I loved learning on my own,  loved learning with customized support, but, I didn’t get school. And I surely didn’t understand that the purpose of schooling is potentially fulfilled when the student gets school. Nor did the fear factor over school performance and adult outcomes introduced into the mix by my professional parents take hold. Nor did either ever ask about or cared to understand my motivations. I arrested my development in one direction yet liberated it in another dimension.

All of these elements are crucial aspects of what is today, at sixty, my own personal culture. In turn, my personal culture reflects how it came to be, and, what are its main and side and untravelled roads.

My own culture soon evoked the independent, wandering, perennial student, and this in turn is the ocean underneath the present-day experimenter, theorist, artist, and, colleague.

As a practitioner, and taking my lead from Jim McGuinness, it is required groundwork, when possible, to learn what are some of the cultural features of the learner. Practitioners carry their own unique culture into the situation of practice, and, every such situation also instantiates the culture of its subjects, those who are the unique individuals come to find themselves in the specific situation.

Where the tips of educator and learner intersect is the point at where the twined reduction of the total genetic systems of experience, learning, knowledge, and personal culture of both persons comes together and, out of these now entangled wellsprings, there is newly constituted a co-creative unique cultural production–so-to-speak.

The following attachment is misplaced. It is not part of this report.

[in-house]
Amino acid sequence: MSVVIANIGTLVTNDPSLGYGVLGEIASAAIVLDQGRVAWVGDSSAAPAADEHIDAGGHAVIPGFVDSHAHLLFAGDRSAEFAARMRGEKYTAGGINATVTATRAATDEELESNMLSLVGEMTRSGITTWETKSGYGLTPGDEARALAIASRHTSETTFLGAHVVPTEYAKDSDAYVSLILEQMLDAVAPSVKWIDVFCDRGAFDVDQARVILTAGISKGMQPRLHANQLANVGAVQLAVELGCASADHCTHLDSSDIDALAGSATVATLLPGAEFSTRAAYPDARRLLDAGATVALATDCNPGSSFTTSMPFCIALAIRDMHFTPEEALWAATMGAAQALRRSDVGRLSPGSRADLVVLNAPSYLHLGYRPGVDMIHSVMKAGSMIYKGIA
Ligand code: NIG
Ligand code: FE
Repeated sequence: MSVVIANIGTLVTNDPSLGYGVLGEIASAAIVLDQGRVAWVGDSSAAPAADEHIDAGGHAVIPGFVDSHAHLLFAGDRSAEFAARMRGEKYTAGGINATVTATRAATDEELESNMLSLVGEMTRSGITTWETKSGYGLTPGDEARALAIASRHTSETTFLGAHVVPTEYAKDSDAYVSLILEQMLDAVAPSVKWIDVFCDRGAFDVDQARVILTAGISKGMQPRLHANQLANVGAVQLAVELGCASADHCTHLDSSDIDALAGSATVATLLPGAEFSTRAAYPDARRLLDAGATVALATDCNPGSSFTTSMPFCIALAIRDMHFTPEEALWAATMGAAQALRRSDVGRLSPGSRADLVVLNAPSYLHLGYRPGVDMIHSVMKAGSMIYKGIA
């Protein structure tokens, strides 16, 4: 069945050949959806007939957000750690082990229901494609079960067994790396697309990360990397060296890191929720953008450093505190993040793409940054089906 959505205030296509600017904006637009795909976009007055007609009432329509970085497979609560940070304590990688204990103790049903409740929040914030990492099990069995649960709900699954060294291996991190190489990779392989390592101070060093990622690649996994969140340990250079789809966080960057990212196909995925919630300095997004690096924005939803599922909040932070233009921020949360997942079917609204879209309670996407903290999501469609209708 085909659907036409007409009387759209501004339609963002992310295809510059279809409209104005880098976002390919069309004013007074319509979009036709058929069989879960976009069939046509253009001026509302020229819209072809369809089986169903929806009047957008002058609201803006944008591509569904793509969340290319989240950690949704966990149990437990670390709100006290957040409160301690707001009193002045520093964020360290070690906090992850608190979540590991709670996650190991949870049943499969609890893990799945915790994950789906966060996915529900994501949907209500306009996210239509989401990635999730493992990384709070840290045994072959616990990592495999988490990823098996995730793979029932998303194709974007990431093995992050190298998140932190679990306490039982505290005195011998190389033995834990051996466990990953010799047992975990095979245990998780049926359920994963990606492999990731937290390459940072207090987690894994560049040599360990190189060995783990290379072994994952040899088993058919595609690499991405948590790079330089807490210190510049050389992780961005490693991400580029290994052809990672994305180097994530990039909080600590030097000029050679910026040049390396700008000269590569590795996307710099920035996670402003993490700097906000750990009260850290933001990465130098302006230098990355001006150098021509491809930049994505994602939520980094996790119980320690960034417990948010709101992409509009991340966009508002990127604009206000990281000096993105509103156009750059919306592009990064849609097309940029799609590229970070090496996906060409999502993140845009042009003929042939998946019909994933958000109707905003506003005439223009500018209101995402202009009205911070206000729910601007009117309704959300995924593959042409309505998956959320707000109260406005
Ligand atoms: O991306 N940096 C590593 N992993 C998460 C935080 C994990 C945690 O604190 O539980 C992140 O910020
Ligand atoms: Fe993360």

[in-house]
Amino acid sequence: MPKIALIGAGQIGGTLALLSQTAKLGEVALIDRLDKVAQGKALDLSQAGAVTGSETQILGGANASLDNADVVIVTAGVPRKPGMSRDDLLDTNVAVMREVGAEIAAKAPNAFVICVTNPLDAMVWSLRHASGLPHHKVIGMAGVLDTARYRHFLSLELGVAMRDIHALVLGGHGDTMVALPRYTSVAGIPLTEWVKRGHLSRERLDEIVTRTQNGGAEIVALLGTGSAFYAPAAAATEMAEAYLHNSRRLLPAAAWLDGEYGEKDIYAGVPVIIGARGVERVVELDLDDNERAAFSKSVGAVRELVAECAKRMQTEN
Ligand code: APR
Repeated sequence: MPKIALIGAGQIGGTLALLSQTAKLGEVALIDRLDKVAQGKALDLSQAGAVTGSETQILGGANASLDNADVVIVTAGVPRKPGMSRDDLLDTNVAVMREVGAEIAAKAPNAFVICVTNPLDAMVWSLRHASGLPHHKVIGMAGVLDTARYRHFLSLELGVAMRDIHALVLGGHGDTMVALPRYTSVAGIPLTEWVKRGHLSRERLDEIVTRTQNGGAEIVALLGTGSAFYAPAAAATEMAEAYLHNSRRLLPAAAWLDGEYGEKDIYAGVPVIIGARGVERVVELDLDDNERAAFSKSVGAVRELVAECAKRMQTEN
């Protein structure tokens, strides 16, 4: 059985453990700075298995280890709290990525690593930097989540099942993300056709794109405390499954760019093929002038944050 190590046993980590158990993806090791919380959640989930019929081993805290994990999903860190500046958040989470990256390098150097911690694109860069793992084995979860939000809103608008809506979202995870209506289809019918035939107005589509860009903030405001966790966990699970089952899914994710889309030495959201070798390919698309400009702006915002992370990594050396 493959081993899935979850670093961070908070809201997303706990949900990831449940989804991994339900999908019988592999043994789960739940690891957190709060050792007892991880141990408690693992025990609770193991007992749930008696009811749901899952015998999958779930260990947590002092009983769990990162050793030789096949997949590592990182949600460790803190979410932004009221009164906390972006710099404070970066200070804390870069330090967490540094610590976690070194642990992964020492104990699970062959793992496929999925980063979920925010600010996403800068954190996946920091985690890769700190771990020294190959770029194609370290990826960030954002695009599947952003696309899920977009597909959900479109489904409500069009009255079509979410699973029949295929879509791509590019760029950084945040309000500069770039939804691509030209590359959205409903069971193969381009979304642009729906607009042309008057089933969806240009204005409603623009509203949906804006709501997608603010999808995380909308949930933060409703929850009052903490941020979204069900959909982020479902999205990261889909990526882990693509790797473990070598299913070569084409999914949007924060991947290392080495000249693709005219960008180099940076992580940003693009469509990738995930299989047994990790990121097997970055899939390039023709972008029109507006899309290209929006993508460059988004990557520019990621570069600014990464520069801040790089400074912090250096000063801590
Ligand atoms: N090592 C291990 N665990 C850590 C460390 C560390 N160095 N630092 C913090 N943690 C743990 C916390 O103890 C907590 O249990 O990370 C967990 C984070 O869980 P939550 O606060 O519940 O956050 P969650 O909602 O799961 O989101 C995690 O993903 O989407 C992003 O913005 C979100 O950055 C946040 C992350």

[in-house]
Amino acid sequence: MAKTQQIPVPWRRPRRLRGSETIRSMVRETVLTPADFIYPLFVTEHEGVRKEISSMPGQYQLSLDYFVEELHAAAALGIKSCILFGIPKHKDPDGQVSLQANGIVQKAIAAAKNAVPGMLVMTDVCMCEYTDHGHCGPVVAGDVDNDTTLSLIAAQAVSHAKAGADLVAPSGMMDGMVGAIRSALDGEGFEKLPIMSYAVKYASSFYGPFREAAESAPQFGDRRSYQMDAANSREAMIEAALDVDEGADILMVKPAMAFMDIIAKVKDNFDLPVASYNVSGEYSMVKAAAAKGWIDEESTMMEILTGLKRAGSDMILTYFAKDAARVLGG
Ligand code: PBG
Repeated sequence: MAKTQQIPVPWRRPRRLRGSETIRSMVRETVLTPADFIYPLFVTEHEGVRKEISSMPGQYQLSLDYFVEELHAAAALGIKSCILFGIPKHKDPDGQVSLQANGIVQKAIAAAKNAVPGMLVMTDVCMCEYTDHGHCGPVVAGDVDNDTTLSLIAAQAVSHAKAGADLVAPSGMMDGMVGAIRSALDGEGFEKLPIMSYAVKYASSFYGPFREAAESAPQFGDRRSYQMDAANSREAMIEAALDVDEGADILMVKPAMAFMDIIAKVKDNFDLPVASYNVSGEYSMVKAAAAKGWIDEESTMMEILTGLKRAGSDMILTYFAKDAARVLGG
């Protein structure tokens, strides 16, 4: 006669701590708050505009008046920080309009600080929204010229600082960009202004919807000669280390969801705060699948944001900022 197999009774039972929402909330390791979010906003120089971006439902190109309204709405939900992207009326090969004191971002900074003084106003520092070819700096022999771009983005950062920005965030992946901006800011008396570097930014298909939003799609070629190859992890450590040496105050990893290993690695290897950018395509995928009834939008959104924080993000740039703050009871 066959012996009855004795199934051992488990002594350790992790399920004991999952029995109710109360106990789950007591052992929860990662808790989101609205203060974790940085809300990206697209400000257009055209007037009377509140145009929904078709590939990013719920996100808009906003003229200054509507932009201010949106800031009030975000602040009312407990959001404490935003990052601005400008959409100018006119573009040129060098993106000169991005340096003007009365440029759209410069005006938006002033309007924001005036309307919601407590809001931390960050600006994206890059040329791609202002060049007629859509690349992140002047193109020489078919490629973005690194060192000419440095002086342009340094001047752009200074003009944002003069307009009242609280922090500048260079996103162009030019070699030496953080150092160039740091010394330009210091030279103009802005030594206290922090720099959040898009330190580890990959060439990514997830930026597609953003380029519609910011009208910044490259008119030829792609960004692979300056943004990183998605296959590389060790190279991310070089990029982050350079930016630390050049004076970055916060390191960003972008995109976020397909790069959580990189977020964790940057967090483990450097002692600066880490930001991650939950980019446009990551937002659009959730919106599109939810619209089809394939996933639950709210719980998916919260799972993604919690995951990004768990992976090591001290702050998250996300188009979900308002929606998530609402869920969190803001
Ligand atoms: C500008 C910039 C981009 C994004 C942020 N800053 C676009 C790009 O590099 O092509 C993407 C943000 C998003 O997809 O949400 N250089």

Slides from my recent presentation at the quarterly EL-COP session.

No matter how complicated the background of practice may be, at the point of application there is a reduction to application-in-situ in the ad-mixture of the now entangled unque cultures of practitioner/client.

In the example of one-on-one practice there would be the point of contact constituting the reduction, and, underneath this contact, are two vast generative oceans of prior experience and learning.

The key question able to excavate personal culture, echoing the pragmatic turn of William James and John Dewey, is: What interests you?

Three schema purloined via google image search that suggest to me vectors for investigating personal culture, and this includes the kind of auto-ethnography a person can do for themselves, about their self.

de-reconstruct-learning

Bell's quadrants

Bell’s quadrants

8 Ways of Aboriginal Learning

Be Sociable, Share!
Posted in adult learning, education, experiential learning, psychological anthropology, psychology, William James | Tagged , , , | Leave a comment